Network researchers from participating hospitals will use a centralized data system to coordinate information from diverse information technology and electronic medical records sources. Clinical research methodologies, data management, research reporting documentation, patient consent forms, and quality- and safety-control criteria will be standardized. With this uniformity, network hospitals can better develop and coordinate their own clinical research activities or joint clinical trials with other JHCRN institutions.
“The bottom line is that this affiliation expands the scope of clinical research options that we can offer patients in our communities,” said Joe Moser, M.D., senior vice president for medical affairs at the Anne Arundel Medical Center and head of the health system’s Research Institute. “It will create opportunities for our patients who might not otherwise have access to clinical trials. They will be the ultimate beneficiaries of the research network.
For more information about the Johns Hopkins Clinical Research Network, visit http://ictr.johnshopkins.edu/JHCRN.
Additional Information and Resources
Johns Hopkins Medicine
Headquartered in Baltimore, Maryland, Johns Hopkins Medicine is a $5 billion integrated global health enterprise and one of the leading health systems in the United States. Its annual research budget is $684 million; it has more than 3500 active research protocols, 2400 physicians, and 32,000 employees. The mission of Johns Hopkins Medicine is to improve the health of the community and the world by setting the standard of excellence in medical education, research and clinical care. Diverse and inclusive, Johns Hopkins Medicine educates medical students, scientists, health care professionals and the public; conducts biomedical research; and provides patient-centered medicine to prevent, diagnose and treat human illness.
Anne Arundel Health System
Anne Arundel Health System (AAHS) is the parent company of Anne Arundel Medical Center (AAMC) and several other entities, including the AAHS Research Institute, Pathways Alcohol & Drug Treatment Center, and Anne Arundel Diagnostics Imaging. The 324-bed facility is located on the 60-acre Medical Park campus, off Jennifer Road, near Route 50 in Annapolis. AAMC has more than 23,000 annual admissions and sees 76,000 people in the emergency room each year. AAMC delivers the second highest number of babies in the state, with more than 5,500 born at the facility each year. The hospital also has Anne Arundel County’s only level IIIb Neonatal Intensive Care Unit. The DeCesaris Cancer Institute features the AAMC Breast Center, which is accredited by the National Accreditation Program for Breast Centers (NAPBC).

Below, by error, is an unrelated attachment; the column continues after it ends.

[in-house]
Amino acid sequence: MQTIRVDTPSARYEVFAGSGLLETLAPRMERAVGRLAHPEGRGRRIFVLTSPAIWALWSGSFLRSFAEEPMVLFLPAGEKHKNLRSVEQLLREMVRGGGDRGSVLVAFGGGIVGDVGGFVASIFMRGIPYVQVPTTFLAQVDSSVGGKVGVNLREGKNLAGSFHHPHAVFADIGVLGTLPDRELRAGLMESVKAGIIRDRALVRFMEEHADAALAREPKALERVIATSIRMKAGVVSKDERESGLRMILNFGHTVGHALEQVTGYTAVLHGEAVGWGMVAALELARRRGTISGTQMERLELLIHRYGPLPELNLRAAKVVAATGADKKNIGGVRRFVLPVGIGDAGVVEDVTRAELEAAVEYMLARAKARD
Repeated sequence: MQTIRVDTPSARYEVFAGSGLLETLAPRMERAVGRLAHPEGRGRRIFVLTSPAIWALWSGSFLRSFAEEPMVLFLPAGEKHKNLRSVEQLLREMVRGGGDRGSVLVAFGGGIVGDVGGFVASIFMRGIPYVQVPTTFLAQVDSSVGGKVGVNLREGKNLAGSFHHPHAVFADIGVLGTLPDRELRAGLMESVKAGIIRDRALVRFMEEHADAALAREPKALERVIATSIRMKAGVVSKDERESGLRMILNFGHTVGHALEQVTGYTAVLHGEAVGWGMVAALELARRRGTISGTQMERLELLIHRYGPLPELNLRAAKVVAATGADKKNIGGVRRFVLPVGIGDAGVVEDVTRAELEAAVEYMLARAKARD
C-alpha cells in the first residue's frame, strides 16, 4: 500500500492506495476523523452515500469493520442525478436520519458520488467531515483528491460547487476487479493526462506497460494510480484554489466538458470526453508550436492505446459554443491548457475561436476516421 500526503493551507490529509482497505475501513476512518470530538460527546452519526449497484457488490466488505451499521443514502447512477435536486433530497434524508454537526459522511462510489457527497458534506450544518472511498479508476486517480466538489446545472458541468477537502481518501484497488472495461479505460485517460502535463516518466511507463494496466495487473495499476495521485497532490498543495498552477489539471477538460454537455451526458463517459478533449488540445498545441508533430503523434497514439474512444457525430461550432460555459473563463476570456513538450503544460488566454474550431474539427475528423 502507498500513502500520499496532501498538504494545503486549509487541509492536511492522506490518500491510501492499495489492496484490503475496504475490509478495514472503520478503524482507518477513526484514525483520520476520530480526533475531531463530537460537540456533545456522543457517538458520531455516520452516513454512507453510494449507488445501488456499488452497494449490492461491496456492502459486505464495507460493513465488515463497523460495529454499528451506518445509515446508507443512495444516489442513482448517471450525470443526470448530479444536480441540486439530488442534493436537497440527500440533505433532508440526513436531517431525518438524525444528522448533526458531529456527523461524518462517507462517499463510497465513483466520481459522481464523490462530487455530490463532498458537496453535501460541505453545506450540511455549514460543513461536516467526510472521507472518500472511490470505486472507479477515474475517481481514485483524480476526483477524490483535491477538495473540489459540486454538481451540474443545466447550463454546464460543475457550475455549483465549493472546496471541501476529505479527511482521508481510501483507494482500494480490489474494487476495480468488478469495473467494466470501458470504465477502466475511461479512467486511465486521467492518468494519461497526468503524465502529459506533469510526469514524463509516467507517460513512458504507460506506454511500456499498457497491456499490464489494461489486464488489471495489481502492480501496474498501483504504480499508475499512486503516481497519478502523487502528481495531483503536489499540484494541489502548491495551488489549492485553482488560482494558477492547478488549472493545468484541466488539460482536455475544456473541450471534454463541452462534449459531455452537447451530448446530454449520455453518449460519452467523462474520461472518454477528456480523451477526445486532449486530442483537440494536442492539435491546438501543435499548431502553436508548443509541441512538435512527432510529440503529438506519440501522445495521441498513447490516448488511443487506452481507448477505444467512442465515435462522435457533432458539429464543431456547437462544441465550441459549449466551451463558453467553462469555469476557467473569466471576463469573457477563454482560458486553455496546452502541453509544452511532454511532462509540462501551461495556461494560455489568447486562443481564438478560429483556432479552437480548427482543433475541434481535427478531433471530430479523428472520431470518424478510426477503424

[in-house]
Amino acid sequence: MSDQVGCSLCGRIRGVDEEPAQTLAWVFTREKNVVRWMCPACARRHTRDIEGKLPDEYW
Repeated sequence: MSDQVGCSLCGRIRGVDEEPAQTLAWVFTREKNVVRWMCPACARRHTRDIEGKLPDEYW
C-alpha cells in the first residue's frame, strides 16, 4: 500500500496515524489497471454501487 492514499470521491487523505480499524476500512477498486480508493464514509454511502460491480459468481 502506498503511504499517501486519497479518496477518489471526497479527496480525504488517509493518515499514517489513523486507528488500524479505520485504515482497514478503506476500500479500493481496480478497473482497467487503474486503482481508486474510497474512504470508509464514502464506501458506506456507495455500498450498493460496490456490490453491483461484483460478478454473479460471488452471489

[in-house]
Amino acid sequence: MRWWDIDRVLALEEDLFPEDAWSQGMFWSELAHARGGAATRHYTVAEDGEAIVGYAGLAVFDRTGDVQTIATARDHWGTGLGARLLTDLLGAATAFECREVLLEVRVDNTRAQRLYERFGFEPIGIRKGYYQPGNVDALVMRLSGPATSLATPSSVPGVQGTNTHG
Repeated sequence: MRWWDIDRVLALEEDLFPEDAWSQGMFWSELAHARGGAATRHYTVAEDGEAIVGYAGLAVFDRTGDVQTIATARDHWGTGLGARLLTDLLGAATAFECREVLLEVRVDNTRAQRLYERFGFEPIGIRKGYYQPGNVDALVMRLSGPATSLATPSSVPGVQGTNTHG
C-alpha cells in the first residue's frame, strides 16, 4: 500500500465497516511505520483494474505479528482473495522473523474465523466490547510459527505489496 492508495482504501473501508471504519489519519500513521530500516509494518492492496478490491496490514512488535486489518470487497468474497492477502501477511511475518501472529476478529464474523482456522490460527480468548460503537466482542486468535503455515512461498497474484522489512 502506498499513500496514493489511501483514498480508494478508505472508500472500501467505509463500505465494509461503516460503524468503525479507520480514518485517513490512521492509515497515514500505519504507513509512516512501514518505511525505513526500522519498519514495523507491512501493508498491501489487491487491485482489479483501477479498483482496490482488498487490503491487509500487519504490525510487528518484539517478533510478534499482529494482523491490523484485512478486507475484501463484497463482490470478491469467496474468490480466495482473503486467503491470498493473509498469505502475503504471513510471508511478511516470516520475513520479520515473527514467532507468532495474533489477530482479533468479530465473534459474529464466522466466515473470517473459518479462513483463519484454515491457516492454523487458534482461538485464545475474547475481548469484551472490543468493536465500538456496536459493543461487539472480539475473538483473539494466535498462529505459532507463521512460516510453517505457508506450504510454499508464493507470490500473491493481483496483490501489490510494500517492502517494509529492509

Greater Baltimore Medical Center
GBMC HealthCare includes Greater Baltimore Medical Center, a 285-bed acute care not-for-profit hospital which opened in 1965 and provides Health, Healing and Hope; Greater Baltimore Medical Associates, a group of more than 40 multi-specialty physician practices on the hospital’s Towson campus and in satellite locations across the region; Gilchrist Hospice Care, Maryland’s largest hospice organization offering both in-home care as well as a 34-bed inpatient unit; and the GBMC Foundation, which raises funds to support the organization’s mission.
With nearly 2,000 newly-diagnosed cancer cases in 2009, and offering more than 60 research and treatment clinical trials annually. GBMC’s Sandra & Malcolm Berman Cancer Institute ranks as the busiest community hospital-based cancer program in Maryland.
The Johns Hopkins Institute for Clinical and Translational Research
The Johns Hopkins Institute for Clinical and Translational Research (ICTR) was established in 2007 with a $100 million Clinical and Translational Science Awards (CTSA) grant from the National Institutes of Health. It is now one of 55 CTSA institutes dedicated to reducing the time it takes for laboratory discoveries to become treatments for patients and engaging communities in clinical research efforts. It also is fulfilling the critical need to train a new generation of clinical researchers. Last year, the Hopkins ICTR programs assisted more than 1,300 Johns Hopkins faculty and staff -- representing over 70 different departments throughout the Schools of Medicine, Public Health, Nursing and Engineering -- with their clinical and translational research projects.
Media Contact: Gary Stephenson